Freeheld (Lionsgate, PG-13)

Freeheld 75Sometimes movies come along that are made by people you like, uphold values that you believe in, but, as movies, just aren’t very good.





Freeheld 500

Sometimes movies come along that are made by people you like, uphold values that you believe in, but, as movies, just aren’t very good. You feel like a dick giving them bad reviews. And here we are.

Peter Sollett’s new film Freeheld is based on the true story of about ten years ago when Laurel Hester (Julianne Moore in the film), a New Jersey police detective with a couple of decades on the force, was diagnosed with lung cancer, and her fight for her pension to be granted to her legally-registered domestic partner, Stacie Andree (Ellen Page). Sollett I think is an underappreciated director, who first came to my attention with 2002’s excellent Raising Victor Vargas, and then his belated second feature, 2008’s above-average Nick & Norah’s Infinite Playlist. Freeheld is his third-ever feature film, so he’s not doing much to speed up his output. It surely comes as no surprise that I, alongside every other right-minded film fan, quite admire Moore and Page, and even writer Ron Nyswaner has a nice pedigree, having been nominated for an Oscar for his work on Philadelphia.

Ultimately, Moore and Page come off relatively well, as does co-star Michael Shannon (someone else I like!) as Hester’s detective partner, Dane Wells. Sollett doesn’t do much to elevate the material, but most of the blame of the film’s ultimate failure lies with Nyswaner, whose script is full of wooden dialogue, heavy-handed scenes, and generally just the type of landmines films like this would do well to stay the hell away from. A more recognizable name in the credits who also does poor work is Steve Carell, as a gay-rights activist from New York named Steven Goldstein (Steven with a “v,” as in “very gay,” as he explains in the film). His purpose, apart from keeping the plot moving forward, seems in part to be so that the film doesn’t portray every gay character as being a perfect, angelic being; Carell’s character is written to be obnoxious and at least a little damaging, and that’s how Carell plays him. And intentionality aside, he hits the wrong notes, and hurts the film almost every time they give him anything to do.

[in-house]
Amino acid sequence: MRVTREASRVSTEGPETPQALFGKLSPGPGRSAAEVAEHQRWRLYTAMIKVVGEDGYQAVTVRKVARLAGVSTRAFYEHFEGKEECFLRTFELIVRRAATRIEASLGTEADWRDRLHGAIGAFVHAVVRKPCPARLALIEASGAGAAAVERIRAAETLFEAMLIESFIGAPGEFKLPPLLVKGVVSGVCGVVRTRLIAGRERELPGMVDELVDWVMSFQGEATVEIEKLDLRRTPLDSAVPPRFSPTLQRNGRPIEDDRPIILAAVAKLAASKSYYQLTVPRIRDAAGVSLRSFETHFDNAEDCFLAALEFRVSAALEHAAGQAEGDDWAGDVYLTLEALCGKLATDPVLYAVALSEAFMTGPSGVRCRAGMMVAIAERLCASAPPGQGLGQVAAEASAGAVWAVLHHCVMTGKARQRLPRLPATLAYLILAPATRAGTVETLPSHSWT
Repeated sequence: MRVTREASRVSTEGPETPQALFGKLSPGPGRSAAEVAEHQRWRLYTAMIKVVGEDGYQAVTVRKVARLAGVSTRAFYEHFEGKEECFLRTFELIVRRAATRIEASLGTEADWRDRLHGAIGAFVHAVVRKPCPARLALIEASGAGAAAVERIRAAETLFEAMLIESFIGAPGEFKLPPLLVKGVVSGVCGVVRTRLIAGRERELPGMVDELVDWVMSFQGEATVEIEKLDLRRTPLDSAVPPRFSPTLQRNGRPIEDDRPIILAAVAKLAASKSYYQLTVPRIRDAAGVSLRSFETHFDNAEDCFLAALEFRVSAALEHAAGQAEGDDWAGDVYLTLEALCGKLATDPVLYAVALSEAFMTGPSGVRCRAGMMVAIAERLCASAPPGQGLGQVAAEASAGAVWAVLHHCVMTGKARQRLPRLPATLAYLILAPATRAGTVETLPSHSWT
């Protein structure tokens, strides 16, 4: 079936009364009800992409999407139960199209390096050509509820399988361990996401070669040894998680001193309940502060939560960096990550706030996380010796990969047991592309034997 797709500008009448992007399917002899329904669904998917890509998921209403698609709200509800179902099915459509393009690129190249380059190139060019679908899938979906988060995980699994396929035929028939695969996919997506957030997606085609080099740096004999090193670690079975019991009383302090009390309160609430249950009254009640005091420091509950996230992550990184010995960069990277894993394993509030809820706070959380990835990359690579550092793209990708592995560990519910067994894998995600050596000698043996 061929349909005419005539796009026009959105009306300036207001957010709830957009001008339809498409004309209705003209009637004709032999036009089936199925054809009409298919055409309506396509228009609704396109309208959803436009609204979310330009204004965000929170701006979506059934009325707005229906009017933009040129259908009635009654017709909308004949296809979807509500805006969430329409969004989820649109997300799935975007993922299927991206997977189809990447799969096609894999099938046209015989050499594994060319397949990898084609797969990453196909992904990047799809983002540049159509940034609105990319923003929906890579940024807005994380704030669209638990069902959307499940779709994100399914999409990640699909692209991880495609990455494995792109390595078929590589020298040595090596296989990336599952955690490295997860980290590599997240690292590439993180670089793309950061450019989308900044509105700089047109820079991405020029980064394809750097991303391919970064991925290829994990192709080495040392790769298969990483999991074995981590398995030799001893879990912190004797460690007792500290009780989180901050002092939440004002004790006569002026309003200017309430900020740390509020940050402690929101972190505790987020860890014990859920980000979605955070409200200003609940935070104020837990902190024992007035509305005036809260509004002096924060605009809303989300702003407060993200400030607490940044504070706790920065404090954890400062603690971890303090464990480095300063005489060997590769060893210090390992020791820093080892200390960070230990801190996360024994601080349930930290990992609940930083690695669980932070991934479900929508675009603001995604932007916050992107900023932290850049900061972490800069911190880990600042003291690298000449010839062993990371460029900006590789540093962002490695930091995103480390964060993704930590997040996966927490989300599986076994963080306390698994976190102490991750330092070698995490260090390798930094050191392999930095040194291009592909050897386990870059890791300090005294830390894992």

With that in mind, maybe we can take the film Freeheld the same way Carell’s character is written—to show that not every film that is made about gay rights is a perfect, flawless film. For its message, sure, but for the filmmaking artistry on display, probably not. | Pete Timmermann

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